Your Guide to Finding an Apartment After an Eviction

Getting evicted is difficult and frustrating — and it can leave you scrambling to find a new place to call home. But there’s no need to panic! Regardless of the reason for your eviction, finding a great apartment is still possible with a little extra planning. Check out these tips for securing a new apartment after an eviction.


Come to Terms With Your Situation


Can an eviction stop you from getting an apartment? Yes. Landlords and property managers consider multiple factors when reviewing your application, and rental history is a big one. With an eviction on your record, you will likely be turned down multiple times. 


Try not to take the rejection too personally, though. Refusing applicants with spotty rental history is often standard policy, especially if you’re applying at a larger complex. Each rejection is just taking you one step closer to your new home.


Talk to Your Former Landlord


When you’re evicted through official channels, it shows up on your background check and can follow you for up to seven years. However, you may be able to wipe the slate clean by making amends with your previous landlord. Clearing any outstanding debts or disputes might convince them to remove the eviction from your record. 


Rebuild Your Credit


Your credit is another important factor landlords consider when reviewing your rental application. An eviction won’t appear on your credit report, but your credit score can take a hit if your previous landlord reported missed rent payments. 


Raising your credit score will take time and effort, but an amazing score might help a landlord or property manager overlook your eviction. Some ways you can improve your credit score include:


  • Paying bills on time
  • Paying off existing debt
  • Not opening new lines of credit
  • Using less than 30% of your credit card limit
  • Becoming an authorized user on the account of someone with good credit


Work With an Apartment Locator


Apartment locators are professionals dedicated to helping renters find new homes. They have the inside scoop on the communities and rentals in your area, so they can help you find apartments that accept evictions. You can also ask around on social media or within your circle of friends and family for recommendations.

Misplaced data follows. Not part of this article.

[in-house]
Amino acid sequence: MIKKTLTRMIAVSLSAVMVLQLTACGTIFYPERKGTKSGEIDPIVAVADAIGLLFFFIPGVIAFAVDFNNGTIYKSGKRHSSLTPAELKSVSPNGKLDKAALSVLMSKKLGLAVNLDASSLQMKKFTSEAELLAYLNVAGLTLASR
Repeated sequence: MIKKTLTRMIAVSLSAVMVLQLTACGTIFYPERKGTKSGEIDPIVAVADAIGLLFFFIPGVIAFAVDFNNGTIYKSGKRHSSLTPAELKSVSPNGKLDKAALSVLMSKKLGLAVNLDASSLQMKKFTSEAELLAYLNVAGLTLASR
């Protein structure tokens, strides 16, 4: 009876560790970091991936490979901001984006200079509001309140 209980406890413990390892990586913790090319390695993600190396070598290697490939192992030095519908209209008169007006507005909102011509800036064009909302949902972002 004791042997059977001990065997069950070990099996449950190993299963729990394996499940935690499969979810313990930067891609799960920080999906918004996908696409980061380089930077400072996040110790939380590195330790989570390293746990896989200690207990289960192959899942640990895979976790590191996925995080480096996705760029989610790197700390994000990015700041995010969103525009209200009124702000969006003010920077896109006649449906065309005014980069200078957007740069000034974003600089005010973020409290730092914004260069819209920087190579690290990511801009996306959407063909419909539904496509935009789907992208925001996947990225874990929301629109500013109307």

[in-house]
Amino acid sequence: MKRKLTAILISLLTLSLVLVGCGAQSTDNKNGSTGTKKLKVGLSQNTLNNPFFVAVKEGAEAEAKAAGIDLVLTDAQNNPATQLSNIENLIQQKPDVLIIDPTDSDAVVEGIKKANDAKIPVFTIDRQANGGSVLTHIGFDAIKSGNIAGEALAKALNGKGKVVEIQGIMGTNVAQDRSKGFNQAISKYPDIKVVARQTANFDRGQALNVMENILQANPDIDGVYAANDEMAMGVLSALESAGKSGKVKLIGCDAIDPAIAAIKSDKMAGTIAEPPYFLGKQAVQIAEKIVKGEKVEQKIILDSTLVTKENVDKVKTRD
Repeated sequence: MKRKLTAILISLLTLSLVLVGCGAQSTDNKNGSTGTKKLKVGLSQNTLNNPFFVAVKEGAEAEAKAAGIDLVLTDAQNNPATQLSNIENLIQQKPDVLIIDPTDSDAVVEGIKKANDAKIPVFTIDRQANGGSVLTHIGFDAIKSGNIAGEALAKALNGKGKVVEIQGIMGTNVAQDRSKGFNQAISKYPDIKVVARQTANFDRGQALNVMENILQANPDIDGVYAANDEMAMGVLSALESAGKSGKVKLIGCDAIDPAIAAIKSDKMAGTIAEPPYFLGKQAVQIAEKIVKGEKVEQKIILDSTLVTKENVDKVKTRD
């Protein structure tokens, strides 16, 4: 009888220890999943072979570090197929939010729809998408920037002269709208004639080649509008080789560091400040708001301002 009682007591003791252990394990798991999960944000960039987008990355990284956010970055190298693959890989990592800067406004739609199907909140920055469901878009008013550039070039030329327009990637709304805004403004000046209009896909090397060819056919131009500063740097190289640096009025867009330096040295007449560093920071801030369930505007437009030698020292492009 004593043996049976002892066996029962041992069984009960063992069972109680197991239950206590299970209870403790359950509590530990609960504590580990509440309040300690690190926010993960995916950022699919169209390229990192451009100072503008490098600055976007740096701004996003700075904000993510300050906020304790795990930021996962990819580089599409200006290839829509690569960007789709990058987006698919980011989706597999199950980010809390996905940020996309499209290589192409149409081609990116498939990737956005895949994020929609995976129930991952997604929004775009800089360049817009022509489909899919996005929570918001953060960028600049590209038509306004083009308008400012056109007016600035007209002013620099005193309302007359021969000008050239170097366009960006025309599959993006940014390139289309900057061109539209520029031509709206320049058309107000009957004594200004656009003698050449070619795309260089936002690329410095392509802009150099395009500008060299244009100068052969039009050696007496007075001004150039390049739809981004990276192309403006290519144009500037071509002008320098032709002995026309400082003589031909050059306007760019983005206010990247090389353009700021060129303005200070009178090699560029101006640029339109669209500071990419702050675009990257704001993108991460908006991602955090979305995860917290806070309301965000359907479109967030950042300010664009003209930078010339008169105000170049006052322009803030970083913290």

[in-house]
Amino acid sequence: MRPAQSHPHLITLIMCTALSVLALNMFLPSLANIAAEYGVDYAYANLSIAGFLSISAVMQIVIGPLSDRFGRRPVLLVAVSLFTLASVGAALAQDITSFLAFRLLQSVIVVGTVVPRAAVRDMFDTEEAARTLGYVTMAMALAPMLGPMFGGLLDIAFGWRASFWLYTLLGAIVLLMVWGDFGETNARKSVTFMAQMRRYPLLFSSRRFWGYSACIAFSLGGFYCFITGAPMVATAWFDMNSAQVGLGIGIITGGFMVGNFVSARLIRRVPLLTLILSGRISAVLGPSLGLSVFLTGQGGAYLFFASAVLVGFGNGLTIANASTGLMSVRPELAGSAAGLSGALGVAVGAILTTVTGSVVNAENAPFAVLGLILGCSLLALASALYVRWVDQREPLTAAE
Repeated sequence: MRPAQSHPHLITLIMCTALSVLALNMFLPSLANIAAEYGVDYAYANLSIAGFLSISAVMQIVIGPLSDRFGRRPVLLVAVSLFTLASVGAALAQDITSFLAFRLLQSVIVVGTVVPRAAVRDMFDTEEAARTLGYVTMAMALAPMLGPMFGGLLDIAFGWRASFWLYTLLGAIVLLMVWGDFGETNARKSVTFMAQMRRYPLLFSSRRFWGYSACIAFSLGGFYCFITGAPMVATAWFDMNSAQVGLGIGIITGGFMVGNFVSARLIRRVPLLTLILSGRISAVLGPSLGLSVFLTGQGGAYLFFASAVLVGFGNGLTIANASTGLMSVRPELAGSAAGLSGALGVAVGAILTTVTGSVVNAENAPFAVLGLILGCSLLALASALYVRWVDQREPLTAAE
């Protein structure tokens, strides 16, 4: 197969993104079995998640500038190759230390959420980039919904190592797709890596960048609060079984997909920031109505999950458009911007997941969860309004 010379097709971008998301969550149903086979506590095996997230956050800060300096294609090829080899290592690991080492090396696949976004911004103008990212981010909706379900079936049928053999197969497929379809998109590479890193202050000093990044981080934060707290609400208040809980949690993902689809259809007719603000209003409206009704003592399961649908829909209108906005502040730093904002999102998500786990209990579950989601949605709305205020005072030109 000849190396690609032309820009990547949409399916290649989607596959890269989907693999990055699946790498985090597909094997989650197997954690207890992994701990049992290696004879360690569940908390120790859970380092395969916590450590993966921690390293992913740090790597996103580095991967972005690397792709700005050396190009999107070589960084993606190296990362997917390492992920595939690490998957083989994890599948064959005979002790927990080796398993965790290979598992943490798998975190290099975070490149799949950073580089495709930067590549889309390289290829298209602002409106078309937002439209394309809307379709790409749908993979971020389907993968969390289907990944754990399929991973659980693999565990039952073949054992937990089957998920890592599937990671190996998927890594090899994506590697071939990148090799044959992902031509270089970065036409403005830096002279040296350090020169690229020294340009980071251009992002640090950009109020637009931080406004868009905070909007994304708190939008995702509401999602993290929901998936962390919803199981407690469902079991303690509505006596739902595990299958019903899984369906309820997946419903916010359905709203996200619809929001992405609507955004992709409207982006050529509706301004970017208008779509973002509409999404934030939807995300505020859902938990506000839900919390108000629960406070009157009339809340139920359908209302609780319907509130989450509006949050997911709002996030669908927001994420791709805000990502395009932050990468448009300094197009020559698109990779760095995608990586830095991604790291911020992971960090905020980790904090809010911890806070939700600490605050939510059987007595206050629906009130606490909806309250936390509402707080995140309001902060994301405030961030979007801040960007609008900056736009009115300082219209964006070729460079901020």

Have References Ready


An eviction on your record can trigger a landlord’s alarm bells, making them doubt your reliability. You can try to ease their concerns by providing references showing you are responsible and trustworthy. Reach out to former landlords (not the one who evicted you!) and past employers, and ask them to vouch for you in writing. Send these letters along with your rental application to make a great impression.


Get a Guarantor


Consider getting a guarantor when nobody will rent to you, whether due to an eviction or another reason. Similar to a cosigner, a guarantor is a person or organization who agrees to be another responsible party for your lease. If you fail to pay your rent, your landlord or property manager can go after your guarantor for the payment, and they are legally obligated to follow through on the responsibility.


With your eviction, landlords are likely to question your ability to pay rent, but having a guarantor will reassure them the rent will get paid— either by you or the guarantor. You can ask a trusted family member or friend with good credit to be your guarantor or contact a guarantor company.


Look for a Private Landlord


Large complexes are usually stricter with their lease requirements and policies, making it more difficult to be approved. When searching for eviction-friendly rentals, a private landlord might be your best bet. 


Private landlords are often more flexible when approving tenants, so they may be more willing to look past your eviction. If they’re still wary of renting to you, you might be able to negotiate the terms of your lease to show you’re serious about being a good tenant. For example, you could offer to pay multiple months of rent upfront or a larger security deposit.


Be Open and Honest


Trying to hide your eviction might be tempting, but the best thing you can do is be honest when asked about it. Be prepared to answer any questions your landlord might have about the eviction, and be as honest as possible without giving too much detail. Getting caught in a lie will make your application even more likely to be rejected.


If you make a winning first impression and have an open conversation, a landlord may rent to you despite your eviction.


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